In the lush province of Esmeraldas, on Ecuador's northern border with Colombia, farmers are proud to say they produce "black gold".
They are not talking about oil, Ecuador's main export, but cocoa beans.
The smooth, bitter-tasting paste extracted from the beans is the key ingredient in chocolate and one of this Andean country's claims to fame.
It is also deeply connected to the history of Ecuador, the world's largest exporter of cocoa until the beginning of the 20th Century.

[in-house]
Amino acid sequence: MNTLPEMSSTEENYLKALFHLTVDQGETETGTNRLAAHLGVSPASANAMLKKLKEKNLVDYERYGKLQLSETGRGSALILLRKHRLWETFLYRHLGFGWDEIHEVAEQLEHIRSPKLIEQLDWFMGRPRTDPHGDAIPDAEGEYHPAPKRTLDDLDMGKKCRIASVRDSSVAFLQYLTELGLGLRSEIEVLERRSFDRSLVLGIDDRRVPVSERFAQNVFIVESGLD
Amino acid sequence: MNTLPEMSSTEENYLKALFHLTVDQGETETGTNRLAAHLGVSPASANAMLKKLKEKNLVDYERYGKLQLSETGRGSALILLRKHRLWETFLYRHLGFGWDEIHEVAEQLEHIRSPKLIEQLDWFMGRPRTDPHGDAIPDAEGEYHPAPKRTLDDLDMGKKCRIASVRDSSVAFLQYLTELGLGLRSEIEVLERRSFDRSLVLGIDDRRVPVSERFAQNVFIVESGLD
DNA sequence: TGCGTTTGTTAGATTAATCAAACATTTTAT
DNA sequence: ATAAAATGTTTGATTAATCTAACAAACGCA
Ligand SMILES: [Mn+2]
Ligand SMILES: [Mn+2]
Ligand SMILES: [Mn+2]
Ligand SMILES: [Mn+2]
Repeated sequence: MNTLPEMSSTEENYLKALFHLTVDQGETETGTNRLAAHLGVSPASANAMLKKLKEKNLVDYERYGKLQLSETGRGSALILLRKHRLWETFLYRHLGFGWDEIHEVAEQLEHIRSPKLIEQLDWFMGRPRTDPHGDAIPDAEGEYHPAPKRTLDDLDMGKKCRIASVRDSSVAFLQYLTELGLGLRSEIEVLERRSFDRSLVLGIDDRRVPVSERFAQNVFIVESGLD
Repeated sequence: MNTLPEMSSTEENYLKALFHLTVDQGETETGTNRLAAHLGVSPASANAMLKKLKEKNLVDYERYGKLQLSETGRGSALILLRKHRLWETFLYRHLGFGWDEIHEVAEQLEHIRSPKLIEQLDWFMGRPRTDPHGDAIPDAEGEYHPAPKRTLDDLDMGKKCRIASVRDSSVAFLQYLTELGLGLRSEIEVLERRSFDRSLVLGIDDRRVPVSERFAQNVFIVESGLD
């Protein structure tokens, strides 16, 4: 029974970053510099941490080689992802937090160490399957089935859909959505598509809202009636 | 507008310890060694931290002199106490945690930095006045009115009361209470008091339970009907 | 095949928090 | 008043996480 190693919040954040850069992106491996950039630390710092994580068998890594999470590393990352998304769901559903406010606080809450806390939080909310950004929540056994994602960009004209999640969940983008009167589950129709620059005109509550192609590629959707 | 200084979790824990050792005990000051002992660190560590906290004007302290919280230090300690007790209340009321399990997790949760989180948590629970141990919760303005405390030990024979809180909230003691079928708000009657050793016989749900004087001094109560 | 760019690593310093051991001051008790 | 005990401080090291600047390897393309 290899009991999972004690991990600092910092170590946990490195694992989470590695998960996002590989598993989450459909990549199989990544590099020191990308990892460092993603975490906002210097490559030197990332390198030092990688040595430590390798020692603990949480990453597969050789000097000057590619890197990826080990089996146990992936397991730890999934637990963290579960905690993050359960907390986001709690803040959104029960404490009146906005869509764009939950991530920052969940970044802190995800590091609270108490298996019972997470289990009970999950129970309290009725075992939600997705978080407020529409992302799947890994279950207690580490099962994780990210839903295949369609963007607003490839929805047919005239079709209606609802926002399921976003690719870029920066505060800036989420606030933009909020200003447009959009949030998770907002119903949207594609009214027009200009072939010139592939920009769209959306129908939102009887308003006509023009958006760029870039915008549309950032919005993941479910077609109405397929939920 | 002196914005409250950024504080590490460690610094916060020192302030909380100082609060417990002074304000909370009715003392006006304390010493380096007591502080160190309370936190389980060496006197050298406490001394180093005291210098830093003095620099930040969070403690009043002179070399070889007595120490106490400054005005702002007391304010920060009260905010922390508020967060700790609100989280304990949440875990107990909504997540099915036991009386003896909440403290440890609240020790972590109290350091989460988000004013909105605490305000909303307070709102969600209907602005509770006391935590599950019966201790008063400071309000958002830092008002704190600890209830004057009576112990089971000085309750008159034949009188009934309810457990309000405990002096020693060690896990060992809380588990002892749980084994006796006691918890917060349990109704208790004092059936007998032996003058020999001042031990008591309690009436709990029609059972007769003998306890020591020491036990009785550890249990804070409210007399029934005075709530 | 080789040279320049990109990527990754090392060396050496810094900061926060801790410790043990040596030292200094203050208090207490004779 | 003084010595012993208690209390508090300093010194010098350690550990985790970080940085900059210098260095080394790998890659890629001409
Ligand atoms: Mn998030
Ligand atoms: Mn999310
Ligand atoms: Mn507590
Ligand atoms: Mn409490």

Plant disease and the rise of new cultivations in British and French colonies across Africa and Asia saw Ecuador lose its top spot in the early 1900s.
Cocoa started losing its appeal to farmers and was replaced by bananas and coffee, which were more lucrative.
West Africa became the world's leader in cocoa production and exports, with a focus on so-called "bulk" or "ordinary" beans, used for processed chocolate-flavoured candies and sweets.